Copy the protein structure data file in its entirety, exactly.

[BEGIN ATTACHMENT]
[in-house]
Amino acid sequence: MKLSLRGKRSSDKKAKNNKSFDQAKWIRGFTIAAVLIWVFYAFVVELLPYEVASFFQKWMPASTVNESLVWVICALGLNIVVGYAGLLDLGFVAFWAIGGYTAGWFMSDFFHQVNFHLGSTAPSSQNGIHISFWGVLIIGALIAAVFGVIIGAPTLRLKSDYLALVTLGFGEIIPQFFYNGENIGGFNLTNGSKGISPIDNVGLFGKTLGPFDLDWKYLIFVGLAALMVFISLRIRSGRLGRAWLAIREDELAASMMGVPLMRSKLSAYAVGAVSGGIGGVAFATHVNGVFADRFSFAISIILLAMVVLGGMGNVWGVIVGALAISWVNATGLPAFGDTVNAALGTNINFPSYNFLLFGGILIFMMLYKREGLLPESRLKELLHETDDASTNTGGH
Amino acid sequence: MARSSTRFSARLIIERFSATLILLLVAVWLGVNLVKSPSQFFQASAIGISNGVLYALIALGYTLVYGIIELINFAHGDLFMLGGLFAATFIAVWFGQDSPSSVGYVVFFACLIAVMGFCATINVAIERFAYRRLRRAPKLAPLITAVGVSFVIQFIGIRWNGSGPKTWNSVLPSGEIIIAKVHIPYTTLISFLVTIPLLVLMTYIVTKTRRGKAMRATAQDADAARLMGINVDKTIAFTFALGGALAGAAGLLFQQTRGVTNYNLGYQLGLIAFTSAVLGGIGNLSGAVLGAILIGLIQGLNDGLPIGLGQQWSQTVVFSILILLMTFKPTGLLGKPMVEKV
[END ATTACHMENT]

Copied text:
[in-house]
Amino acid sequence: MKLSLRGKRSSDKKAKNNKSFDQAKWIRGFTIAAVLIWVFYAFVVELLPYEVASFFQKWMPASTVNESLVWVICALGLNIVVGYAGLLDLGFVAFWAIGGYTAGWFMSDFFHQVNFHLGSTAPSSQNGIHISFWGVLIIGALIAAVFGVIIGAPTLRLKSDYLALVTLGFGEIIPQFFYNGENIGGFNLTNGSKGISPIDNVGLFGKTLGPFDLDWKYLIFVGLAALMVFISLRIRSGRLGRAWLAIREDELAASMMGVPLMRSKLSAYAVGAVSGGIGGVAFATHVNGVFADRFSFAISIILLAMVVLGGMGNVWGVIVGALAISWVNATGLPAFGDTVNAALGTNINFPSYNFLLFGGILIFMMLYKREGLLPESRLKELLHETDDASTNTGGH
Amino acid sequence: MARSSTRFSARLIIERFSATLILLLVAVWLGVNLVKSPSQFFQASAIGISNGVLYALIALGYTLVYGIIELINFAHGDLFMLGGLFAATFIAVWFGQDSPSSVGYVVFFACLIAVMGFCATINVAIERFAYRRLRRAPKLAPLITAVGVSFVIQFIGIRWNGSGPKTWNSVLPSGEIIIAKVHIPYTTLISFLVTIPLLVLMTYIVTKTRRGKAMRATAQDADAARLMGINVDKTIAFTFALGGALAGAAGLLFQQTRGVTNYNLGYQLGLIAFTSAVLGGIGNLSGAVLGAILIGLIQGLNDGLPIGLGQQWSQTVVFSILILLMTFKPTGLLGKPMVEKV